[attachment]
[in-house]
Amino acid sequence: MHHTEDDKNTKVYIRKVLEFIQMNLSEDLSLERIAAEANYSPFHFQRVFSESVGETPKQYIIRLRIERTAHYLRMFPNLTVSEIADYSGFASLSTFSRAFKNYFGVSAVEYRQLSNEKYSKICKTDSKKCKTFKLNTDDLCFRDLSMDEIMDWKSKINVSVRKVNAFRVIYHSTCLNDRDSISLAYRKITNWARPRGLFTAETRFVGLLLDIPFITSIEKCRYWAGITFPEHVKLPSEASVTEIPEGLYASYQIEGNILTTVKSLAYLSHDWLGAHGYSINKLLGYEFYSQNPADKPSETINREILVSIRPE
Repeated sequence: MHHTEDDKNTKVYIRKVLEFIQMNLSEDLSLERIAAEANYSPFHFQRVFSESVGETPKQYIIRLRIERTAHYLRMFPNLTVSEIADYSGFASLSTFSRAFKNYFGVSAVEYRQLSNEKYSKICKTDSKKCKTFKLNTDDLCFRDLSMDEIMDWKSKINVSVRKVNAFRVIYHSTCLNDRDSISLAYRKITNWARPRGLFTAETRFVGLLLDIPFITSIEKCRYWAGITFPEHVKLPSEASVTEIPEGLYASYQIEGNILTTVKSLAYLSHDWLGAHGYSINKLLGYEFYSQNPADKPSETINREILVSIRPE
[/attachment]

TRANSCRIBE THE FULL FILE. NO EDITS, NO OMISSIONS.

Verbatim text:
[in-house]
Amino acid sequence: MHHTEDDKNTKVYIRKVLEFIQMNLSEDLSLERIAAEANYSPFHFQRVFSESVGETPKQYIIRLRIERTAHYLRMFPNLTVSEIADYSGFASLSTFSRAFKNYFGVSAVEYRQLSNEKYSKICKTDSKKCKTFKLNTDDLCFRDLSMDEIMDWKSKINVSVRKVNAFRVIYHSTCLNDRDSISLAYRKITNWARPRGLFTAETRFVGLLLDIPFITSIEKCRYWAGITFPEHVKLPSEASVTEIPEGLYASYQIEGNILTTVKSLAYLSHDWLGAHGYSINKLLGYEFYSQNPADKPSETINREILVSIRPE
Repeated sequence: MHHTEDDKNTKVYIRKVLEFIQMNLSEDLSLERIAAEANYSPFHFQRVFSESVGETPKQYIIRLRIERTAHYLRMFPNLTVSEIADYSGFASLSTFSRAFKNYFGVSAVEYRQLSNEKYSKICKTDSKKCKTFKLNTDDLCFRDLSMDEIMDWKSKINVSVRKVNAFRVIYHSTCLNDRDSISLAYRKITNWARPRGLFTAETRFVGLLLDIPFITSIEKCRYWAGITFPEHVKLPSEASVTEIPEGLYASYQIEGNILTTVKSLAYLSHDWLGAHGYSINKLLGYEFYSQNPADKPSETINREILVSIRPE